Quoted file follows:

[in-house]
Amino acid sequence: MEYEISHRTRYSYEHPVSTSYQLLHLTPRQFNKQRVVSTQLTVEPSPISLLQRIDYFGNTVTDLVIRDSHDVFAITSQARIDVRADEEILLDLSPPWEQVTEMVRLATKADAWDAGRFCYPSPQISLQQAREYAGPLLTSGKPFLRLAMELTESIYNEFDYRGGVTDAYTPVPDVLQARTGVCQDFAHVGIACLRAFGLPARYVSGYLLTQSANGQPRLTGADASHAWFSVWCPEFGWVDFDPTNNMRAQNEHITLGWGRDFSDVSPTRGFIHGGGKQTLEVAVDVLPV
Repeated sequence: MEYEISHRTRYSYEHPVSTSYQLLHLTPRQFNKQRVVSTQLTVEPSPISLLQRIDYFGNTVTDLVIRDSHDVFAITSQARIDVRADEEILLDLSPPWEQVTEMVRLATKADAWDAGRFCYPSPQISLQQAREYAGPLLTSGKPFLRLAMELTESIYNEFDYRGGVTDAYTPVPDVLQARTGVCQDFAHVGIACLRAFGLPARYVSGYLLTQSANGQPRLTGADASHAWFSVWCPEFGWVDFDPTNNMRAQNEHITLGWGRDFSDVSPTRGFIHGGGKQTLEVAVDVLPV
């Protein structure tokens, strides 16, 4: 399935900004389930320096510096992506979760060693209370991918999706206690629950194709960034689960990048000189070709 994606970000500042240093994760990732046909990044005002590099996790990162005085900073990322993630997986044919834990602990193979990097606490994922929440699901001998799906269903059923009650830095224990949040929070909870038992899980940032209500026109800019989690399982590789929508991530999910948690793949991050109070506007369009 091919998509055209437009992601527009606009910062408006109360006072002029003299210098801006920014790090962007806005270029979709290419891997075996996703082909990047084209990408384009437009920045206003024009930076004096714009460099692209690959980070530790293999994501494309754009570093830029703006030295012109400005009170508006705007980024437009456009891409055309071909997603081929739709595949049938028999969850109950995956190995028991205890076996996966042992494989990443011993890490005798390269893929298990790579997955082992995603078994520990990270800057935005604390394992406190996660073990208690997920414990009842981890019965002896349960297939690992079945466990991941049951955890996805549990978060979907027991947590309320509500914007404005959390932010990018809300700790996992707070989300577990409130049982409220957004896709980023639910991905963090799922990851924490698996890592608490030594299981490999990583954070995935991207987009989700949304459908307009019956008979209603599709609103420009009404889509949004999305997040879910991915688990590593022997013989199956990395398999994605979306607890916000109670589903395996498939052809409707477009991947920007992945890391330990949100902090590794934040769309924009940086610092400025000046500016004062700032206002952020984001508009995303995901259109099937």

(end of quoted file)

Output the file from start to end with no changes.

[in-house]
Amino acid sequence: MEYEISHRTRYSYEHPVSTSYQLLHLTPRQFNKQRVVSTQLTVEPSPISLLQRIDYFGNTVTDLVIRDSHDVFAITSQARIDVRADEEILLDLSPPWEQVTEMVRLATKADAWDAGRFCYPSPQISLQQAREYAGPLLTSGKPFLRLAMELTESIYNEFDYRGGVTDAYTPVPDVLQARTGVCQDFAHVGIACLRAFGLPARYVSGYLLTQSANGQPRLTGADASHAWFSVWCPEFGWVDFDPTNNMRAQNEHITLGWGRDFSDVSPTRGFIHGGGKQTLEVAVDVLPV
Repeated sequence: MEYEISHRTRYSYEHPVSTSYQLLHLTPRQFNKQRVVSTQLTVEPSPISLLQRIDYFGNTVTDLVIRDSHDVFAITSQARIDVRADEEILLDLSPPWEQVTEMVRLATKADAWDAGRFCYPSPQISLQQAREYAGPLLTSGKPFLRLAMELTESIYNEFDYRGGVTDAYTPVPDVLQARTGVCQDFAHVGIACLRAFGLPARYVSGYLLTQSANGQPRLTGADASHAWFSVWCPEFGWVDFDPTNNMRAQNEHITLGWGRDFSDVSPTRGFIHGGGKQTLEVAVDVLPV
């Protein structure tokens, strides 16, 4: 399935900004389930320096510096992506979760060693209370991918999706206690629950194709960034689960990048000189070709 994606970000500042240093994760990732046909990044005002590099996790990162005085900073990322993630997986044919834990602990193979990097606490994922929440699901001998799906269903059923009650830095224990949040929070909870038992899980940032209500026109800019989690399982590789929508991530999910948690793949991050109070506007369009 091919998509055209437009992601527009606009910062408006109360006072002029003299210098801006920014790090962007806005270029979709290419891997075996996703082909990047084209990408384009437009920045206003024009930076004096714009460099692209690959980070530790293999994501494309754009570093830029703006030295012109400005009170508006705007980024437009456009891409055309071909997603081929739709595949049938028999969850109950995956190995028991205890076996996966042992494989990443011993890490005798390269893929298990790579997955082992995603078994520990990270800057935005604390394992406190996660073990208690997920414990009842981890019965002896349960297939690992079945466990991941049951955890996805549990978060979907027991947590309320509500914007404005959390932010990018809300700790996992707070989300577990409130049982409220957004896709980023639910991905963090799922990851924490698996890592608490030594299981490999990583954070995935991207987009989700949304459908307009019956008979209603599709609103420009009404889509949004999305997040879910991915688990590593022997013989199956990395398999994605979306607890916000109670589903395996498939052809409707477009991947920007992945890391330990949100902090590794934040769309924009940086610092400025000046500016004062700032206002952020984001508009995303995901259109099937």